The Australian Competition and Consumer Commission (ACCC) announced today that it would not act to prevent the acquisition of Pacific Magazines by Bauer Media. Over the last decade, all magazine titles have been losing circulation to online sources. Pacific Magazines was one business Seven West Media wished to sell.

The ACCC acknowledged the constraint imposed by online sources; nevertheless it was concerned that the acquisition would place two pairs of magazines in the same hands: Woman's Day and New Idea, and Take 5 and That's Life!. Frontier Economics was retained by lawyers for both Bauer Media and Pacific Magazines to undertake detailed empirical analysis of scan data to test in various ways the degree of substitution within each of these pairs of magazines. Our work found that the scan data over recent years did not reveal a high degree of competition within each of these pairs of magazines.

Frontier Economics regularly advises clients on competition matters involving the use of quantitative analysis.

The Federal Court recently released the judgement in the TPG – Vodafone merger case and the Australian Competition and Consumer Commission has announced it will not appeal the decision. Three of the Frontier Economics team acted as expert witnesses in the case: two from Frontier Economics in Australia and one from Frontier Economics in London, with further support from other Frontier economists and econometricians.

Professor Stephen Gray gave evidence regarding TPG’s ability to access the equity capital markets. In particular, he provided evidence about how investors would be likely to view the risk of investing a capital raising and whether a capital raising could be executed. Justice Middleton accepted Professor Gray’s evidence about the likelihood of a capital raising (see paragraphs 462-466).

David Foster, from Frontier Economics in London, gave evidence about the extent of competition in a counterfactual world in which TPG does enter, and its relative competitiveness to the factual in which the merger occurs (see paragraph 482). While detail about this evidence was heavily redacted in the public version of Middleton J’s judgement, it accepted Foster’s evidence that there is a “real prospect” that the market is reduced to “2.5 operators” (see paragraph 483).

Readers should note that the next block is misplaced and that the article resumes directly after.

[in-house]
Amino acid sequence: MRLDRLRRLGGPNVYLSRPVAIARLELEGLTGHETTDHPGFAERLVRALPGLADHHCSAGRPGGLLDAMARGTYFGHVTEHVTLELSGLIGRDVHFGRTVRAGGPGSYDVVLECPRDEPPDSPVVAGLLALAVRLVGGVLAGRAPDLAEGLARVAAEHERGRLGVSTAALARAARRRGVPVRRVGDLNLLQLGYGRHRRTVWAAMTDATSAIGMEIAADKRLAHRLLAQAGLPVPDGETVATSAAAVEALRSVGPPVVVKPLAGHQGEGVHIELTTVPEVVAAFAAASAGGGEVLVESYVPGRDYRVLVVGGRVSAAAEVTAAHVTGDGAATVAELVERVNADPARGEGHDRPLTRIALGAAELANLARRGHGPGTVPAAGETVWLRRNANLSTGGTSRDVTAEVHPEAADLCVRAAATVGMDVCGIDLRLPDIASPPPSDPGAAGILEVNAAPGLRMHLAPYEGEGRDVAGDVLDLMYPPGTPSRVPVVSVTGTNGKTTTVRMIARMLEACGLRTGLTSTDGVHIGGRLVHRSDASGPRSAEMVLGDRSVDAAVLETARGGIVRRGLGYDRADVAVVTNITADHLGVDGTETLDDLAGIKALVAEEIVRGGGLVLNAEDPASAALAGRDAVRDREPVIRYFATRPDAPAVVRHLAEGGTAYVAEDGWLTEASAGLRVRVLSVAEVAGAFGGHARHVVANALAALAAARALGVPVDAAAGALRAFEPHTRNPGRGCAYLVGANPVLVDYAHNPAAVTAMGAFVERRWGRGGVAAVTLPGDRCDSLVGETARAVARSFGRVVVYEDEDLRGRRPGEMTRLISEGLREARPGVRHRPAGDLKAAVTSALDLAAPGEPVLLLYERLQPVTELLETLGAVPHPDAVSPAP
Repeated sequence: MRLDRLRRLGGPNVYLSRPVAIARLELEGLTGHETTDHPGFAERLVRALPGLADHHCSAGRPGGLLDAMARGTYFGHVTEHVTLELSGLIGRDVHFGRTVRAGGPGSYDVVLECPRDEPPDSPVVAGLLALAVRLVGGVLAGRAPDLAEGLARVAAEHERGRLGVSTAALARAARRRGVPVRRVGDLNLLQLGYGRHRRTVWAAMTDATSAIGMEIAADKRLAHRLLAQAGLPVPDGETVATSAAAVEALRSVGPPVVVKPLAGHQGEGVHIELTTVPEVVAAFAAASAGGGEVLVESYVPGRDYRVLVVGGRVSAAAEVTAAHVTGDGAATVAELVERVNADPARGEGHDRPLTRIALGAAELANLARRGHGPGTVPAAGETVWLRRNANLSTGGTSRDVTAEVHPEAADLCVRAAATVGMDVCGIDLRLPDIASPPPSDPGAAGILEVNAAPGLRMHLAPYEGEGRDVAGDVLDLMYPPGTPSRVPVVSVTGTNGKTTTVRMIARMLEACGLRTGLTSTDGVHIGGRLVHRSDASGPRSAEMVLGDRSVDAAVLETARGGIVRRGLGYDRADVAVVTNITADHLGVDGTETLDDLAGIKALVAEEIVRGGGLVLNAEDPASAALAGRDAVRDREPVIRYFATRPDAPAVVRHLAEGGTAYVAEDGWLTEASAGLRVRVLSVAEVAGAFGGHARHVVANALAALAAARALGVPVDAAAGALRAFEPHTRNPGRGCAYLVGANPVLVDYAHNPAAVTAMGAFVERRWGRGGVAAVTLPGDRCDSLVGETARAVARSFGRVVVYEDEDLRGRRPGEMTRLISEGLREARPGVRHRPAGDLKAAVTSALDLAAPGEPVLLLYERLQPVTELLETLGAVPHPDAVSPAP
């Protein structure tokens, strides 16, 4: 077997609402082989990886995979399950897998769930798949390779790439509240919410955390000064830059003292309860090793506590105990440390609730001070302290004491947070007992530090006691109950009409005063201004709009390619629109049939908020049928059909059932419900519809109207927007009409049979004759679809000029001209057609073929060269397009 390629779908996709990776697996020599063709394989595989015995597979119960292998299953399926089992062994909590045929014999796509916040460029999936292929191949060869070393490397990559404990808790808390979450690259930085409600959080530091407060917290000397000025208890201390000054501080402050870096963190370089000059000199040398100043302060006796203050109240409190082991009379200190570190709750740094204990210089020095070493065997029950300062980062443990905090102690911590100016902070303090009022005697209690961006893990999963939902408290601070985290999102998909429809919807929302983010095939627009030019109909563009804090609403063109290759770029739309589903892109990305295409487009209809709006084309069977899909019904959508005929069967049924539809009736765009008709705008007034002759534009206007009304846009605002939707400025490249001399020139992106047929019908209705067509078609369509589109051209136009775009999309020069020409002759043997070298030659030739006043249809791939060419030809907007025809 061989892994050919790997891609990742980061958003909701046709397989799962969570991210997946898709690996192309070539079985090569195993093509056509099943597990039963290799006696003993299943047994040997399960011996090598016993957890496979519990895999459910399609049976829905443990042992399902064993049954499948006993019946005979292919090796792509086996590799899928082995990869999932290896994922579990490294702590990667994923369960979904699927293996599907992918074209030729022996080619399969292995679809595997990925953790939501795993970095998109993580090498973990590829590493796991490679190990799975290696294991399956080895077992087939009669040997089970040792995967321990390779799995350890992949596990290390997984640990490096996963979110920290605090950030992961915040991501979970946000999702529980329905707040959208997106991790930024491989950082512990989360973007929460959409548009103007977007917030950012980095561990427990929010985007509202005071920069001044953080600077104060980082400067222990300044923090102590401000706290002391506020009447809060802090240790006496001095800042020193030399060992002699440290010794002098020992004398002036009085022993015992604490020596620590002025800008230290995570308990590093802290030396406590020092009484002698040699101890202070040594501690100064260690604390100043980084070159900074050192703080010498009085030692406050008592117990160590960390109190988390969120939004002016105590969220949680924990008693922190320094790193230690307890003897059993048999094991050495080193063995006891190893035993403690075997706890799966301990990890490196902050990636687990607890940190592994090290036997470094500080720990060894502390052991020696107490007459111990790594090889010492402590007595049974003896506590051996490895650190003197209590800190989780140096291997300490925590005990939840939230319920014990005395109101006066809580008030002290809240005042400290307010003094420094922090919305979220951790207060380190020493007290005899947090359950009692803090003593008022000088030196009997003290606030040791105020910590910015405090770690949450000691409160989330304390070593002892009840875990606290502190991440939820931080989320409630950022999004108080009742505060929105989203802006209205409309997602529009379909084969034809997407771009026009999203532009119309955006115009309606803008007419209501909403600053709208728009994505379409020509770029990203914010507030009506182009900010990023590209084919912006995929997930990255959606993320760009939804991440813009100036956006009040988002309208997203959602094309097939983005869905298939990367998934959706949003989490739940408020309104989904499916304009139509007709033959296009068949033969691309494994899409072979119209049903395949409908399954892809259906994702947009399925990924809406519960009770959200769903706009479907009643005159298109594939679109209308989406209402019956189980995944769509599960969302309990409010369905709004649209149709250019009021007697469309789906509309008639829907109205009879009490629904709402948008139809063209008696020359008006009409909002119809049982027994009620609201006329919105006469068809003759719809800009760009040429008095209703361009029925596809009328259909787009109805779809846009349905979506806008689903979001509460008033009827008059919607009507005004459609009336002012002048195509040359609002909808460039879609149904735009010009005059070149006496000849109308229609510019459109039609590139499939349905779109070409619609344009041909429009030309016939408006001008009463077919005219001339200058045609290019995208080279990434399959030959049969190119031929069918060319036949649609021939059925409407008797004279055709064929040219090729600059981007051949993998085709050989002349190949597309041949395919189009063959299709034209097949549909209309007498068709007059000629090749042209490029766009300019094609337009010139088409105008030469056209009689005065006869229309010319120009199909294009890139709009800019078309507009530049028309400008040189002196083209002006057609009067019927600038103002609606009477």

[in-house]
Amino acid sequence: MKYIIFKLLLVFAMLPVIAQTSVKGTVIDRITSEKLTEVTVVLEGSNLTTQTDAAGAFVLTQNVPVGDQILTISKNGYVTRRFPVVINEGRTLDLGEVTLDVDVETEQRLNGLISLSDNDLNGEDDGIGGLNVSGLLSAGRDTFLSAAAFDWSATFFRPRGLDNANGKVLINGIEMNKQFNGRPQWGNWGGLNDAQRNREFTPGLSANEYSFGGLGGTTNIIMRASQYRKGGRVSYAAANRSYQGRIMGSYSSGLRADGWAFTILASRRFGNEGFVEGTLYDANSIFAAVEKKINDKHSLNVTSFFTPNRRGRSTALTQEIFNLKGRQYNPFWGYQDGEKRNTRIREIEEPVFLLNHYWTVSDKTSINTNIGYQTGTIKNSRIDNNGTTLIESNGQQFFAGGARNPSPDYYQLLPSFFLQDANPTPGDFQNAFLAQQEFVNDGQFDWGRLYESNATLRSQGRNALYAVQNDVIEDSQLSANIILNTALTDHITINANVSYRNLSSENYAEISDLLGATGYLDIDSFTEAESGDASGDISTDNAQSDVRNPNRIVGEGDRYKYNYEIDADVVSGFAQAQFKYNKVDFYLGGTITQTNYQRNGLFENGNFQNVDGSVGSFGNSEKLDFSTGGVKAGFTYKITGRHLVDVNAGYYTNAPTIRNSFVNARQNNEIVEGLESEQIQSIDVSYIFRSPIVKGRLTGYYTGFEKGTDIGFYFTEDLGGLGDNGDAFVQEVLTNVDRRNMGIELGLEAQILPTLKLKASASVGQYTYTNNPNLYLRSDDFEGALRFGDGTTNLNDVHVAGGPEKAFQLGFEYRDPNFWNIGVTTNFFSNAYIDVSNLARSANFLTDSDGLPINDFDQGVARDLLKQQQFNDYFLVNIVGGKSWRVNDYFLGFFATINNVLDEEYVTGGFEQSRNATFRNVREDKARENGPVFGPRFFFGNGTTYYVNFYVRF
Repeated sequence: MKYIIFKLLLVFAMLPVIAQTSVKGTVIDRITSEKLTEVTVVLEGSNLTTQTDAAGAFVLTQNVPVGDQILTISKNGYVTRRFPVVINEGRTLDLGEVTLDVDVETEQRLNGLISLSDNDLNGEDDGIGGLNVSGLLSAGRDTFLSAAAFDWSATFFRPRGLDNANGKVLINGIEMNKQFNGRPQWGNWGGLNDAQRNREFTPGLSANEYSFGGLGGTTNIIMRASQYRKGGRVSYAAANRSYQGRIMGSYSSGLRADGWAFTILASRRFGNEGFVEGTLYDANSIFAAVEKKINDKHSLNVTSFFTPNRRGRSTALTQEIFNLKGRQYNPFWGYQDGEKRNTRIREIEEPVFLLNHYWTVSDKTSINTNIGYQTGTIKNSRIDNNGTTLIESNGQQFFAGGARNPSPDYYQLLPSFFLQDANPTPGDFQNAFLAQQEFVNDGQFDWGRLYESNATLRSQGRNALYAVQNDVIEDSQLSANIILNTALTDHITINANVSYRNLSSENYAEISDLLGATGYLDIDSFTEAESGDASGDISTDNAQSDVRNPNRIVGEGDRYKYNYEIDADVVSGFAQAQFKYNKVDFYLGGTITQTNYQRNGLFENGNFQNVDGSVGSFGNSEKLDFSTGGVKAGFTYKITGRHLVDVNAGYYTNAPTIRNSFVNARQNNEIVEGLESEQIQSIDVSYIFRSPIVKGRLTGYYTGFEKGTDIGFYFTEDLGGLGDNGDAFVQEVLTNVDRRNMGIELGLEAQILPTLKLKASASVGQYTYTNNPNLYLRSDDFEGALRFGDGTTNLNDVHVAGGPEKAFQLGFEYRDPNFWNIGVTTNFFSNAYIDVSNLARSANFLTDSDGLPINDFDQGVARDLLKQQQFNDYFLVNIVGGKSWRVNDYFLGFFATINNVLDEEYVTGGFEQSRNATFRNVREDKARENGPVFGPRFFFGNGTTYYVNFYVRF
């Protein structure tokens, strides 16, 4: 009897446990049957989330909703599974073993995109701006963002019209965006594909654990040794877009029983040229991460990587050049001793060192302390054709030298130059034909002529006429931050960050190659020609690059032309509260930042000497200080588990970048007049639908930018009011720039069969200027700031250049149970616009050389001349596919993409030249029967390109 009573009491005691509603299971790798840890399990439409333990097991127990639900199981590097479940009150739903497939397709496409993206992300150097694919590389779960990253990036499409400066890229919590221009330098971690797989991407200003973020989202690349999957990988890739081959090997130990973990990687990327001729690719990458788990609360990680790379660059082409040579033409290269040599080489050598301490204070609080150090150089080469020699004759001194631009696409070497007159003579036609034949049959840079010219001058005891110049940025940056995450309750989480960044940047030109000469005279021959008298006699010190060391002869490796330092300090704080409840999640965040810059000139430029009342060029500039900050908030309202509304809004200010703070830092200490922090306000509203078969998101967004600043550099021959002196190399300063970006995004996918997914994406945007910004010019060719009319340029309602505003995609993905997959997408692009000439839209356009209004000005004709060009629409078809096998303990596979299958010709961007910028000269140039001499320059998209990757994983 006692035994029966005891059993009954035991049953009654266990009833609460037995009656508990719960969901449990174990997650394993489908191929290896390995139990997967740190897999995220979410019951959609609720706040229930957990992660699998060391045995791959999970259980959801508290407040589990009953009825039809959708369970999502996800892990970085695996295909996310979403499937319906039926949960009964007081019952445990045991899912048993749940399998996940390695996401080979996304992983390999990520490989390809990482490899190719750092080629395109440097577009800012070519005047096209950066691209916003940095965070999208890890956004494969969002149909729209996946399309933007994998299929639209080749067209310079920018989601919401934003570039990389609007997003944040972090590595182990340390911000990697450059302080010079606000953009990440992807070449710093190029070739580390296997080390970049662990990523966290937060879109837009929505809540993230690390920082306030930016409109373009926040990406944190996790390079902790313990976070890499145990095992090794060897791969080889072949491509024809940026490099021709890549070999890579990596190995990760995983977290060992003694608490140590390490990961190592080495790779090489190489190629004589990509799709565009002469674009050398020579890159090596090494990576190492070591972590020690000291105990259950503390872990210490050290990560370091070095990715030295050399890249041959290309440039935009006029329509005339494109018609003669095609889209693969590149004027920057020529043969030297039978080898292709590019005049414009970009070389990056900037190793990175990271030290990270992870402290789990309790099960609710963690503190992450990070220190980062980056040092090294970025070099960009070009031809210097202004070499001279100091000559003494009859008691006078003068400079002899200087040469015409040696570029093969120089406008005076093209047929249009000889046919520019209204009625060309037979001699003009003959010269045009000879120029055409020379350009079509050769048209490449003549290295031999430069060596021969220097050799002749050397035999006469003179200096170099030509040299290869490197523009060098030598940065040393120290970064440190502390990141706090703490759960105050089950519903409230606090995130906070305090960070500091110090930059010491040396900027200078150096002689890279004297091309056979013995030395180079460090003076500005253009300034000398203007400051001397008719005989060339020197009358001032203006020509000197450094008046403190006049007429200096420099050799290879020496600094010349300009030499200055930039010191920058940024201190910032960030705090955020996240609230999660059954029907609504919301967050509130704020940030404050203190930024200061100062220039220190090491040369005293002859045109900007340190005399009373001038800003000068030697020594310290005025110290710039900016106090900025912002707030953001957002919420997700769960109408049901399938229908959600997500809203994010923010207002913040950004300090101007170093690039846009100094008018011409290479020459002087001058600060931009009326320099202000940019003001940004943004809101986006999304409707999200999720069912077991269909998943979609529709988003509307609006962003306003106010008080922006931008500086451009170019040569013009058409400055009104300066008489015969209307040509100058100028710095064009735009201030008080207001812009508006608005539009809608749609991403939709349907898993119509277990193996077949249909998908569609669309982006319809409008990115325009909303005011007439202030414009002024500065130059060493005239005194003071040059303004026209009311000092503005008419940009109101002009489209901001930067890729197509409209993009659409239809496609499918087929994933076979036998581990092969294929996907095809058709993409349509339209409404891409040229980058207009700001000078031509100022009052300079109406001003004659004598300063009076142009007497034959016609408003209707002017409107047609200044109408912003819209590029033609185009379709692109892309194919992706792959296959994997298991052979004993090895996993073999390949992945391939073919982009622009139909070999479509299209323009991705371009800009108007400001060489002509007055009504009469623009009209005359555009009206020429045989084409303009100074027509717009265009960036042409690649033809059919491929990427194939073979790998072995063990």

Warwick Davis provided an expert report to TPG but was not called upon to give evidence in court. His expert report covered 5G network modelling.

Middleton J pointed out in the opening paragraphs in his judgment that the “only question for this Court is whether the merger would have the effect, or be likely to have the effect, of substantially lessening competition in the supply of retail mobile services in Australia”. Ultimately, he was not satisfied that the ACCC’s argument that TPG would roll out a mobile network should it not merge with Vodafone, and then would become a viable competitor to the three players: Telstra, Optus and Vodafone, was correct. Rather, the judge decided that the merger of TPG and Vodafone would in fact create a stronger competitor for the two remaining mobile operators. This view was borne out in the initial market reaction to the news, as put forward by Warwick Davis and James Key.

Frontier Economics advises clients globally on telecommunications and competition matters.

For more information, contact us.

The Australian offices of Frontier Economics will be closed from 5pm Monday 24 December 2018 and will re-open at 9am on Wednesday 2 January 2019.

The Singapore office of Frontier Economics will be closed for the public holidays of Tuesday 25 December 2018 and Tuesday 1 January 2019.

We wish you all a Merry Christmas and hope you enjoy the festivities of the holiday season.

For more information, please contact:
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The Singapore office of Frontier Economics has moved. Our new office offers us greater flexibility for growth and additional features to support our work.

“Frontier’s presence in Singapore continues to expand and we are excited to have worked with many new clients as well as longstanding clients on new matters and in new jurisdictions across the Asia-Pacific region. Our new office will provide a larger platform to support our continued growth in Singapore and beyond” says Frontier (Asia-Pacific) director James Allan.